We were made to wait a while longer, and then we were herded out to an APC parked in Manger Square, one at a time. It was now midnight, and the darkness in the square was deep and foreboding. I was the first one taken out, and I had my only twinge of fear so far that day, knowing how many snipers there were in the square. I felt completely exposed; in the darkness anything seemed possible. I looked up and around nervously, but nothing happened. My concern turned to relief as I saw another international being marched out to the APC behind me, and then the rest.
We were all loaded in, and we started off. The night air was bracingly cold in the uninsulated APC. We shivered as we rode through the streets of Bethlehem, toward...where? Jerusalem, it seemed. In Jerusalem, the Israelis stopped the APC and ordered all the women out of it and into a waiting jeep. We were concerned about what would happen to them, and rightly so, since we later found that the Israelis had dropped each of them alone at various points around the city without maps, money, phones, or any indication of where they were. But for now we had our own future to consider as well.
The APC started out from Jerusalem slowly, in fits and starts, sitting motionless for many minutes at a stretch. We were becoming extremely cold and decided to huddle against each other as tightly as possible for warmth. It had been about 2am when we dropped off the women, and it was now pushing toward 6am. We didn't know our destination, but in looking out the window slats of the APC we could see that we were going toward Hebron. The irony of it was not lost on me.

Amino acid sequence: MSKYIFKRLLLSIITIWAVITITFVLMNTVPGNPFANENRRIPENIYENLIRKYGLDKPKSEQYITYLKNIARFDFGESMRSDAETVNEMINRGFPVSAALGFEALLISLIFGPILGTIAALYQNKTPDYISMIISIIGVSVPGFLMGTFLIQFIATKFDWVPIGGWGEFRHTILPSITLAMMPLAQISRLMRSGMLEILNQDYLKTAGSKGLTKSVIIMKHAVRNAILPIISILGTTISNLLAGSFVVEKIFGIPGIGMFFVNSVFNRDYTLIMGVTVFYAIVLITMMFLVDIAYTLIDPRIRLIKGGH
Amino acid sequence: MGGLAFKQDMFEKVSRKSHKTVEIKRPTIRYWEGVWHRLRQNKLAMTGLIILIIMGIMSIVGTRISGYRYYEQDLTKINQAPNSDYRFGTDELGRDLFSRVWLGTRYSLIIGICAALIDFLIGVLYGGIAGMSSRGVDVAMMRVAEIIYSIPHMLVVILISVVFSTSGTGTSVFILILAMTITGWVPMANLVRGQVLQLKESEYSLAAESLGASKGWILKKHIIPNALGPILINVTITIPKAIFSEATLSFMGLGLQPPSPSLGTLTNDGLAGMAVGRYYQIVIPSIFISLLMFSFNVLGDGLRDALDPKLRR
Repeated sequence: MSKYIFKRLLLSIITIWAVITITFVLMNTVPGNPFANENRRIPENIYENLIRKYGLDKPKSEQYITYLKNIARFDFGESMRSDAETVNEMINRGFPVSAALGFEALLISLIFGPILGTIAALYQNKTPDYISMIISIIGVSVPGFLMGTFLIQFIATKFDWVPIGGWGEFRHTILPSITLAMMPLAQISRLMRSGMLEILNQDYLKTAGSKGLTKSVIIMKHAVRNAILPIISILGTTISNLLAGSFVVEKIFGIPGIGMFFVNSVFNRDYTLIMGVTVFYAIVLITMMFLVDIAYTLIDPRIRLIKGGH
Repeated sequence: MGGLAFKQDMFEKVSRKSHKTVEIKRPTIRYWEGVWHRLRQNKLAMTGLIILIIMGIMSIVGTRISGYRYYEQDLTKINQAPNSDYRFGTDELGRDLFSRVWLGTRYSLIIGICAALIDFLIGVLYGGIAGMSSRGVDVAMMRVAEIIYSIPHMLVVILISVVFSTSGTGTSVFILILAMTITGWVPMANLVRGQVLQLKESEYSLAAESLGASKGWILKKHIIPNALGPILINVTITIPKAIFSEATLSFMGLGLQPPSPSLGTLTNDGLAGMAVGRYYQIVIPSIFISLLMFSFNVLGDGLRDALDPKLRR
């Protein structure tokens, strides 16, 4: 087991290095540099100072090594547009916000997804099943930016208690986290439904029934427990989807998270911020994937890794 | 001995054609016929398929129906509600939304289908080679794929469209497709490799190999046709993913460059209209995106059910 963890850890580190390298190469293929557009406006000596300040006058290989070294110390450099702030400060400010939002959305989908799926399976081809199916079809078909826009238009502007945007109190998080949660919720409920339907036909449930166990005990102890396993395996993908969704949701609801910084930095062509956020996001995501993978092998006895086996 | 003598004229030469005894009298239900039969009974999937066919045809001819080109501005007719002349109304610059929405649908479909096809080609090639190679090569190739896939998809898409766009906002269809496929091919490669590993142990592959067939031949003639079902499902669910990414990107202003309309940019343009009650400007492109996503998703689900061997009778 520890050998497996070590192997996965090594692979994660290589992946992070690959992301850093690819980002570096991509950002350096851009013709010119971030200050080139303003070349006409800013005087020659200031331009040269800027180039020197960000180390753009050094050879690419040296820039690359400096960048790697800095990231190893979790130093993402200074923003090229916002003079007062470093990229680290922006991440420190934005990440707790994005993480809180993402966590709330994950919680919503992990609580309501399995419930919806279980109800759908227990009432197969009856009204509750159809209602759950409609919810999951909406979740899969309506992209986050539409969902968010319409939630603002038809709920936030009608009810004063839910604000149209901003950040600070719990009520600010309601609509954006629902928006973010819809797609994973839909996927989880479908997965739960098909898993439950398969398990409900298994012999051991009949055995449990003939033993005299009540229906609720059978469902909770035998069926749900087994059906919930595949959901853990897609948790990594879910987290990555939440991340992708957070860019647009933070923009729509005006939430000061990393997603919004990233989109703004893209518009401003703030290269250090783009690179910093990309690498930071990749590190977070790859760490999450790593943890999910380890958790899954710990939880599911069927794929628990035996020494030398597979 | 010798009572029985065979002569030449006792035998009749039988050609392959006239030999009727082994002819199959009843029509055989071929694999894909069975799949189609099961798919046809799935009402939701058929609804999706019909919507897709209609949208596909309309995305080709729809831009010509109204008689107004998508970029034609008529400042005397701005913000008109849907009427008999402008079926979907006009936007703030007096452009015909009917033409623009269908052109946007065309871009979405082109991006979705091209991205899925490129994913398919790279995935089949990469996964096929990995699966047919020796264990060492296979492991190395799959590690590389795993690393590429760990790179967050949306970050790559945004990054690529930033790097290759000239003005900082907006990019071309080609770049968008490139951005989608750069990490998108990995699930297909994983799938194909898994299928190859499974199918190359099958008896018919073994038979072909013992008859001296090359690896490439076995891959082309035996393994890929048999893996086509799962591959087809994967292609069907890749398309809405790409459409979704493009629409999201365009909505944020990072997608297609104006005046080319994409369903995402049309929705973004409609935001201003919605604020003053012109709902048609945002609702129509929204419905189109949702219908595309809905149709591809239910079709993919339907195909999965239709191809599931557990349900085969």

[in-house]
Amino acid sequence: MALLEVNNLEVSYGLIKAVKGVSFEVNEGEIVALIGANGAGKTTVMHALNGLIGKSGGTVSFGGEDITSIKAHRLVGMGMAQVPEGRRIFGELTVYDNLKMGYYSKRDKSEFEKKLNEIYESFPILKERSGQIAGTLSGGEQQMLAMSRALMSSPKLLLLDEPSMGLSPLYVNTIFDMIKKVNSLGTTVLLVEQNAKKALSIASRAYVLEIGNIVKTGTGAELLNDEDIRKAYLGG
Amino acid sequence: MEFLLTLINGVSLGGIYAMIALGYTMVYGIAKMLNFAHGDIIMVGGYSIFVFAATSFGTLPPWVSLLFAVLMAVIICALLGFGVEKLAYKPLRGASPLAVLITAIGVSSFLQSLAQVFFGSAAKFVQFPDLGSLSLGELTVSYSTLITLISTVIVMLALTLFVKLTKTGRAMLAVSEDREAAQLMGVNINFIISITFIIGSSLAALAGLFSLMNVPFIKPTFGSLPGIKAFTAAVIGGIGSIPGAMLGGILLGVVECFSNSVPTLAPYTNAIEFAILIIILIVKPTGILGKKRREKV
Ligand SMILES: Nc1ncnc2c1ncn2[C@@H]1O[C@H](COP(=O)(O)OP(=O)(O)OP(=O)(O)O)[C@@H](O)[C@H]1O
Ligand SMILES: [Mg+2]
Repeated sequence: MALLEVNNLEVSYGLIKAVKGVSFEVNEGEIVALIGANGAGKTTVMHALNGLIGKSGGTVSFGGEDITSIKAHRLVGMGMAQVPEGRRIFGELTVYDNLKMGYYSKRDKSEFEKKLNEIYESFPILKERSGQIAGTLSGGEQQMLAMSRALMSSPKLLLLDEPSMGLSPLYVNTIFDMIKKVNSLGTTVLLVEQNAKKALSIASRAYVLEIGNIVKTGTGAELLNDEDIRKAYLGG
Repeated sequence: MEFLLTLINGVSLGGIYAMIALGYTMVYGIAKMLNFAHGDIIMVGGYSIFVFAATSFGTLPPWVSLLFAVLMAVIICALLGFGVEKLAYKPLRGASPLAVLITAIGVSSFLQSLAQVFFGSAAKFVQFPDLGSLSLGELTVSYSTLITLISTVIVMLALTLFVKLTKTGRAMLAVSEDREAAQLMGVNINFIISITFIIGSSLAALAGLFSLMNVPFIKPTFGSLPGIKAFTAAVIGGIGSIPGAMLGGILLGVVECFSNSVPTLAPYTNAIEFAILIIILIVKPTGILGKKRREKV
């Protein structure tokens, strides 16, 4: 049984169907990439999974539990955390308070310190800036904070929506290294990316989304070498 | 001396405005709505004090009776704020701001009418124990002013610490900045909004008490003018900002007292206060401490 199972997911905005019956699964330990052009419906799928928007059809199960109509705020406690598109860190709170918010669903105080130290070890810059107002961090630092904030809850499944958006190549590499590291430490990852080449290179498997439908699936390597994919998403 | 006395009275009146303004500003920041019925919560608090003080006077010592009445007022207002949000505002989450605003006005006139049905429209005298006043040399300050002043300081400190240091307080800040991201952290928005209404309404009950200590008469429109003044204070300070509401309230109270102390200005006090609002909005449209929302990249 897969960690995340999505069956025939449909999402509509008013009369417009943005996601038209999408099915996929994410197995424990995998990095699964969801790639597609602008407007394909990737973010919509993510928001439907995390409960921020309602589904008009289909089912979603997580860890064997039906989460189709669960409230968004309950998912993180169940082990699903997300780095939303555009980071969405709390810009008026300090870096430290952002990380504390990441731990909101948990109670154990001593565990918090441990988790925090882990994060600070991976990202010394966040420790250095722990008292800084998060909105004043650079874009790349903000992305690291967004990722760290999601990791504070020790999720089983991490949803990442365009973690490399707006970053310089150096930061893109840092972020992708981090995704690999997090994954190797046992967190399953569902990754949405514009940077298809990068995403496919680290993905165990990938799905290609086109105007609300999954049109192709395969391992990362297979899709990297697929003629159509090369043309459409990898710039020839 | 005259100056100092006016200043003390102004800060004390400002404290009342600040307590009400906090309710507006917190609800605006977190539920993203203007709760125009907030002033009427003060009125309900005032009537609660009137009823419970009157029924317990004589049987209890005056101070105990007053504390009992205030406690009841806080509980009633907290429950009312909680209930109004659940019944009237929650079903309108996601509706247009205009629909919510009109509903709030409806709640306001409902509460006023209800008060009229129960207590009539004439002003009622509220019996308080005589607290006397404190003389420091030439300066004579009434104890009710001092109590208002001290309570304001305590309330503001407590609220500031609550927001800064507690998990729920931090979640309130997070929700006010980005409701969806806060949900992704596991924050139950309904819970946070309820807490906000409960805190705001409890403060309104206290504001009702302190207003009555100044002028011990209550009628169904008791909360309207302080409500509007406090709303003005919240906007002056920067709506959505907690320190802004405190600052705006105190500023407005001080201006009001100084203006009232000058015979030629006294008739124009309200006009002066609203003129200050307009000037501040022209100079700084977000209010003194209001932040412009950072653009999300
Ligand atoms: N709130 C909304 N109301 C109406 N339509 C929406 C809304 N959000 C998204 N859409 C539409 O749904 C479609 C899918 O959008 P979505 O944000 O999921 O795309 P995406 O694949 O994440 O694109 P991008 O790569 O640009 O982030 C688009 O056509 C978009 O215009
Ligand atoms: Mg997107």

Eventually the APC stopped for the final time, and we were herded out of it. We were made to sit on a sidewalk in the driving wind for 10 minutes or more, though there was a building not 30 feet away that would be our eventual destination—a little payback by the Israelis for the trouble we had caused them, no doubt. We shivered uncontrollably now. Luckily for me (and thanks to my incipient cold) I'd been wearing a sweatshirt and a light jacket, but even that helped little at this point, and I wondered if some of the men might not be starting into the first stages of hypothermia.
We were taken inside the building—a police station—and then taken, one by one, into a cell. It was now past 6am. There were six concrete "beds" (bunked) with only five thin cushions to place on them. The eight of us made do the best we could, with some of the men huddling together on the floor to try to get some sleep. Despite the conditions, our exhaustion ensured that we had no problem drifting off.
Unfortunately this break in the routine only lasted about an hour, after which the Israeli police came to the cell and woke us again. We were taken out one at a time and asked for identifying information. We demanded to know whether or not we were under arrest, to know what the charges were against us, and to get access to our lawyer; but the Israeli police were by turns confused and amused at these silly formalities. We did persuade them to let us make a few phone calls, but all we could reach were answering machines.
It went on this way for several hours. We were all exhausted, and some of the men took the chance to get a few more minutes of sleep. Finally the Israeli police came and told us that we'd be leaving. We were herded out of the cell and into two waiting police vans; they seemed like luxury accommodations compared to the APC we'd frozen in for 6 hours the night before. We started off on another long trip, ending up at an official building in Jerusalem—the first ray of hope in our journey so far, especially when some internationals started talking to us from outside the police van, taking our names and asking us how we were doing. We decided that this was progress compared to the jail in Hebron.